No Country for Old Sealant: Ringing in a New Decade
To practise what he preaches, Cass heads out for solo overnighter to ring in the decade. Out in the Chihuahuan Desert, he ponders the way in which bikepacking reveals the underbelly of a land, how it serves to remind us that we inhabit a planet in crisis, and how it might just be the perfect catalyst for change…
I sometimes experience a certain inertia to escaping a city. There’s little doubt that I’ll savour every moment beyond its concrete confines. And I never regret riding my bike, no matter how short the experience, or what happens, planned or otherwise. Yet sometimes I feel trapped. Teaming up with like-minded souls, or making a commitment to friends, is a perfect antidote to procrastination. But solo adventures can be tougher to get rolling, at least for me.
Still, I’m determined to make the most of a holiday trip to visit family in El Paso, Texas, and to use it as a chance to ring in the New Year on my own steam. After all, the Chihuahuan Desert will be lying on my doorstep, so it seems almost sacrilegious not to enjoy its quiet, restorative powers. Inspired by the Monumental Loop, I set my sights on a trip to Kilbourne Hole, a vast and ancient maar volcanic crater that’s lies a 30-mile ride due west of the border city, on the edge of the Potrillos Mountains.
First though, I need a lesson in making the most of what lies around me, and not being dissuaded by initial impressions. Given the number of shoulder-high pickup trucks to be seen prowling its highways, exhausts gurgling and burbling at stoplights, El Paso may not strike two-wheeled visitors as a bike-friendly locale. But time on Google Earth reveals both a network of impressive, car-free bicycle paths tracing the worryingly sandy banks of the Rio Grande, as well as a web of unpaved ditch roads that would feed me through suburbs. In turn, these will plug neatly into a gravel county road that beelines straight for the crater.
I have a route. My bike is loaded. My framebag is filled with red chili tamales and the luxurious leftovers from an indulgent Christmas lunch. I’m ready.
Still, family commitments prevail, as they so often do, and it’s past lunchtime, on the very last day of the year – the decade, even – before I finally extract myself out of the front door and emerge into the eye-blinkingly bright light of the afternoon.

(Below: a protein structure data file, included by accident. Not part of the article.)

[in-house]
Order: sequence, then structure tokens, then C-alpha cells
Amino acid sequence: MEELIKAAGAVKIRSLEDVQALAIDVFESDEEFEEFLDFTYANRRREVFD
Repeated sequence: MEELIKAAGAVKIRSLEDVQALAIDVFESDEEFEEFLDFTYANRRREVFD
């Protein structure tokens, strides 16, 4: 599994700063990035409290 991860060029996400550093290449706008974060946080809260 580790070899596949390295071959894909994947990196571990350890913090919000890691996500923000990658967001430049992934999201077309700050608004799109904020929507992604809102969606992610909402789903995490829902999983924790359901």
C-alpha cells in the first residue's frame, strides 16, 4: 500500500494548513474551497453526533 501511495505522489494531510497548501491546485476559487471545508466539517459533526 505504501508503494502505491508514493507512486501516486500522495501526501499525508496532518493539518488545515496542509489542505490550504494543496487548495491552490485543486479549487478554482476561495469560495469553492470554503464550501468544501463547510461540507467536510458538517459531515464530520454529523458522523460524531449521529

I hop onto bike paths and ditch roads on my race out of town, a touch frustrated with myself for my lethargy. Then all is forgiven, as my legs find their rhythm and my mind ‘unminds’. Given the short winter hours, the glowing ball of the sun threatens to plop behind the Potrillos, but not before it drops out of a bank of clouds, bathing my world in an ethereal glow, the kind that will stop anyone with a beating heart straight in their tracks. I’m filled with joy and hope. This is it! The essence of a trip (an existence, even?) distilled into a fleeting moment. I’m left wondering whether I should laugh or cry.
On a more practical level, this ethereal glow also means that daylight is rapidly dwindling. I’m a dozen miles from my destination. The desert is still and empty, so I could easily just pull over right here, make my home for the night, and call it good. But I press on, because goals are goals and sometimes a little discomfort is okay.
In fact, it’s well into darkness by the time I reach my destination. I delay putting on my headlamp, letting my eyes adapt to the subtle gradients in the last light of the year. I try and lose myself to the moment, savouring passing patches of warm and cold air, rather than reaching for my gloves. It may be dark, but it feels good to pay attention to the feel of the ground, trusting my peripheral vision to navigate the sandy patches on the road. I catch sight of a coyote running beside me for a split second; another beautiful and impermanent moment…
Eventually I do reach the crater, picking and sensing my way around the edge (for Kilbourne is more of an enormous Hole in the ground, as its name suggests, rather than a distinctive cone). I select a camping spot beside an ocotillo, enchanted by how its barbed, tentacle fingers are silhouetted against the night sky. Perhaps I’ve chosen this spot for a sense of company, this being an evening where half the world might be out partying.